OBSERVATION: watching, surveillance, scrutiny, inspection, examination, study
Glynna here! Today, as you read this, I’ll be winging my way home from five days of job-related travel. My schedule will have been jam-packed with early rises and late-to-beds, waiting in lines, catching flights, taxi rides, workshops, and meeting with colleagues. I’ll have pretty much been held captive during my waking hours. There won’t be much, if any, time to work on my latest WIP. But what there WILL be are snatches of time for “power observation” – opportunities to enhance and enrich my writing while in my “hostage” state.
When taking a college creative writing course years ago, the professor challenged my small class to spend an hour outside during the week to write down, non-stop, our observations of those settings. An entire hour? Wouldn’t 15 minutes be sufficient? Blue sky. Green trees. Mostly green grass. That should cover it.
Nevertheless, I committed to an hour and selected as my observation point a tree-studded “green” on my small, Iowa campus. Initially I recorded the obvious—what I saw. But as the minutes passed, I became more conscious of the nuances of my surroundings and began to record at a deeper level than merely the visual—what I heard, smelled, touched, tasted. The drone of a plane overhead. The pungent fragrance of freshly mown grass. The softness of a dandelion’s sunny bloom. The taste of my cinnamon gum.
As my senses reached out to my surroundings, memories tied meaning to each. The plane reminded me of my pilot grandfather and the time he’d taken me up to circle over the small Midwestern town my family lived in for generations. The dandelion and freshly mown grass vividly evoked an afternoon in high school when I dug dandelions out of the yard with my mother. And the cinnamon gum took me back to my grandma’s kitchen pantry. Observation, deep observation with all my senses, had taken me far beyond blue sky and green grass. It tapped into memories and emotions that enriched the superficialities of my writing with evocative detail.
Remarkably, my memory can still take me straight back to that hour of observation when I deliberately, consciously, experienced my surroundings. It seems we do so little of that as writers and lose a valuable opportunity to layer and enrich our writing with detail that taps into shared memories and experiences of our readers. Haven’t you too-often picked up a book where, even though the writer told you where a scene was set, you couldn’t envision it? You didn’t hear it, touch it, taste it, smell it, experience it? The characters marched in front of a bland, cardboard background spouting dialogue. Or maybe it’s the characters themselves who are transparent, blending into the surroundings, not coming alive in your imagination because there are no illuminating details.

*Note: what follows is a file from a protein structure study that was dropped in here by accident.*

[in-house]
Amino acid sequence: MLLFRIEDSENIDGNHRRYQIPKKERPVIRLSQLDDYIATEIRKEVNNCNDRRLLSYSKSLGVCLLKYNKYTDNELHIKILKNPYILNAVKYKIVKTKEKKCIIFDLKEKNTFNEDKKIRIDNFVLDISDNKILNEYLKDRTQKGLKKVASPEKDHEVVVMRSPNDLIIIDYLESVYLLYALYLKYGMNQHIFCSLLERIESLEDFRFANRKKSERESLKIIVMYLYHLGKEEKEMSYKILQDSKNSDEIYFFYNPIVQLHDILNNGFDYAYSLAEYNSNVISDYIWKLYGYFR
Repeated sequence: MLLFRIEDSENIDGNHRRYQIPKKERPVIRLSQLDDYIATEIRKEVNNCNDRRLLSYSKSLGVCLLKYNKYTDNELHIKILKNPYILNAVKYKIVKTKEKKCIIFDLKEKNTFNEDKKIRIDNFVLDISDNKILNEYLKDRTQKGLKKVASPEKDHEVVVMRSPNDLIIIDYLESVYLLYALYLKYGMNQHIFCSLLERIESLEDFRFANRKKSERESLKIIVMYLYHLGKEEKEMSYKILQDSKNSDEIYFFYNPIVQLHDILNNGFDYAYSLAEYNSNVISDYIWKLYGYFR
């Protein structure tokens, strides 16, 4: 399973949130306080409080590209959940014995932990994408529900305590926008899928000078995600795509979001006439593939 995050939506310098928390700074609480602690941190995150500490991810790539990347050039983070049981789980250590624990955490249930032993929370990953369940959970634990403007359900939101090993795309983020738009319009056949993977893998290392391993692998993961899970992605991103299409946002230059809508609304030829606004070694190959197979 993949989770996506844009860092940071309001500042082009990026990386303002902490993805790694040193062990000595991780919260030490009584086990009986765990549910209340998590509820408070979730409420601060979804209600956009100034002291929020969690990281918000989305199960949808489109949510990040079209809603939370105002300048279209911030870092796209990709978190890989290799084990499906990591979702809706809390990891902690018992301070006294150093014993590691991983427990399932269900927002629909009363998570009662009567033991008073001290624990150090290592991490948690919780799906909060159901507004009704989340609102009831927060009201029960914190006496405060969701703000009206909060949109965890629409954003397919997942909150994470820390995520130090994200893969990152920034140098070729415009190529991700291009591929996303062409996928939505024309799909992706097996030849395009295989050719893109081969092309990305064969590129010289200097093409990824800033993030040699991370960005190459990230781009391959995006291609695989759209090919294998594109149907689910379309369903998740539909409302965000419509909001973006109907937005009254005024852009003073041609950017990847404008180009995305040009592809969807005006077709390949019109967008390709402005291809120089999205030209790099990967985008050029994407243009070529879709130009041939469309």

While I won’t have had time to write much more than notes these past few days, I guarantee you I will have been indulging in “power observation.” Watching people at a deeper level, mentally (and sometimes literally) recording impressions of my surroundings. Tapping into emotions and memories that I can transfer to my writing. Details, details, details—they can make a character or a setting come alive.
This week I’d like to challenge YOU to pick a setting, settle yourself down, and take the time to observe with ALL your senses. Then afterwards, look over your notes. Think about how this setting would appear in an altered EMOTIONAL state. If you observed the setting while happy and relaxed, consider how an agitated or grief stricken condition might affect your observations. Would the surrounding beauty of nature mock you? Would you even be aware of the beauty painted above you in the azure sky, or would you be too focused on bare patches among the weed-infested grass? Would the tangy scent of a bright yellow dandelion be a sunny souvenir of childhood days--or would it be an unwelcome reminder of a darker nature?
Give it a try, and see if indulging in some focused “power observation” will stir up details that will awaken both your characters and their surroundings.